Ecuador’s pre-Columbian people produce excellent pottery, painting, sculpture, and gold and silver work. The Spaniards trained indigenous artists to produce colonial religious art, which can be seen in many churches and museums. The Quito School of the 17th and 18th centuries combined these two influences, but was replaced by formalism after independence, which favoured subjects such as heroes of the revolution and members of the high society.
Ecuador’s colonial religious architecture is predominantly baroque, although domestic architecture tends to be simple and elegant, comprising whitewashed verandahed houses built around a central courtyard. Traditional Andean music has a distinctive haunting sound and is based on an unusual pentatonic scale. Wind and percussion instruments, including the bamboo panpipe and bamboo flutes, are used. Local crafts include fine examples of basketwork, leatherwork, woodcarving, weaving, ceramics and jewellery.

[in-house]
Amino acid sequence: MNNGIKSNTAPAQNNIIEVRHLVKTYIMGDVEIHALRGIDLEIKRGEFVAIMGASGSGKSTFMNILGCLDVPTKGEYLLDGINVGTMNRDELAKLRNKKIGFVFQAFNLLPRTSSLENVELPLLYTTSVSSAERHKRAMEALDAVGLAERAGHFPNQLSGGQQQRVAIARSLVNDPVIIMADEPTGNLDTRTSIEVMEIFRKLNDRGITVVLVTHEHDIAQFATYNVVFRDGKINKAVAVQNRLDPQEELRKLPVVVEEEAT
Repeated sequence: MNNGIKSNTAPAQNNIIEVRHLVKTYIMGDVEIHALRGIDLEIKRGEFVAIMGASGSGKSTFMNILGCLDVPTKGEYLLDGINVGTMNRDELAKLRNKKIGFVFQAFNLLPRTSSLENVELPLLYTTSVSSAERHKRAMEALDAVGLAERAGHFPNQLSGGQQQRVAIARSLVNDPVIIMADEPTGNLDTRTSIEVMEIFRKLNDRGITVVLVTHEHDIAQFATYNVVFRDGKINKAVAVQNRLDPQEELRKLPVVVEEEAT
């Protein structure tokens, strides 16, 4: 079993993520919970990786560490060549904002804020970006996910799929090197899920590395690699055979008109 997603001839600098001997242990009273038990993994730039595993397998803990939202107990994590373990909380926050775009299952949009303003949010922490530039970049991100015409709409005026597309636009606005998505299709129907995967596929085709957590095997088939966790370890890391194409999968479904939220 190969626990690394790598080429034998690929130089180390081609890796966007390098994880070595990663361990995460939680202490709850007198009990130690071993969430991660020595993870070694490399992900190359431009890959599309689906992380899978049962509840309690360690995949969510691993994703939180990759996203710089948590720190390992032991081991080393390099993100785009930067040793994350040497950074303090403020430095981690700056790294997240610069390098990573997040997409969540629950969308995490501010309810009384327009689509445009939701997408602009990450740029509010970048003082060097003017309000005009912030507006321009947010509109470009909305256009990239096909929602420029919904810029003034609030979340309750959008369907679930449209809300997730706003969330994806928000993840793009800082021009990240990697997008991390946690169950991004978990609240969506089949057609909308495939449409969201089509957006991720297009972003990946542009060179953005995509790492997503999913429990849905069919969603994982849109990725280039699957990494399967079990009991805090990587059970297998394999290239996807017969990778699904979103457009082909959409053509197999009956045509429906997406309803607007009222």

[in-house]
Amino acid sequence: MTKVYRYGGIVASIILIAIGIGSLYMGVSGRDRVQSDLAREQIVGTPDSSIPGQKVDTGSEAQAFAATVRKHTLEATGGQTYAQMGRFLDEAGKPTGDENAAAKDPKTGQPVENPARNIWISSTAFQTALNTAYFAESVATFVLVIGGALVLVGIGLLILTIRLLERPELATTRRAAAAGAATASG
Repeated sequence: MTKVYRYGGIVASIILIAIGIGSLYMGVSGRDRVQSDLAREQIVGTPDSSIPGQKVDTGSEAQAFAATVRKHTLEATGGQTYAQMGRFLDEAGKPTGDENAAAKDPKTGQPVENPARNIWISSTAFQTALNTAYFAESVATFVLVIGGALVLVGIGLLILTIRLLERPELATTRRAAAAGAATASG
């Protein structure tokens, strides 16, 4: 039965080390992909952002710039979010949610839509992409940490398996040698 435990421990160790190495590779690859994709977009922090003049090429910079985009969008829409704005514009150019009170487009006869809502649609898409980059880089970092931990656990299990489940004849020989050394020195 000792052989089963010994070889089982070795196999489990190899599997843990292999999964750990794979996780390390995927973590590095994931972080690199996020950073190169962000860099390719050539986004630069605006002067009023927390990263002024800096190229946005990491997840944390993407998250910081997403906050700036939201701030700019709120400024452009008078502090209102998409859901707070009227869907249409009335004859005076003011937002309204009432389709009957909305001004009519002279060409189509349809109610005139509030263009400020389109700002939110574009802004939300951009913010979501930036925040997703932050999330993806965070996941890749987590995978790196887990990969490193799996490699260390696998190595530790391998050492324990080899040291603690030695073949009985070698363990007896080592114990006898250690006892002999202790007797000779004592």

Ecuadorian food consists of soup and stews, corn pancakes, rice, eggs and vegetables. Seafood is particularly good, even in the highlands. Local specialities/curiosities include caldo de patas (soup made from cattle hooves), cuy (whole roasted guinea pigs), Arroz con menestra y carna asada (Rice with beans and meat) and puerco (suckling pig).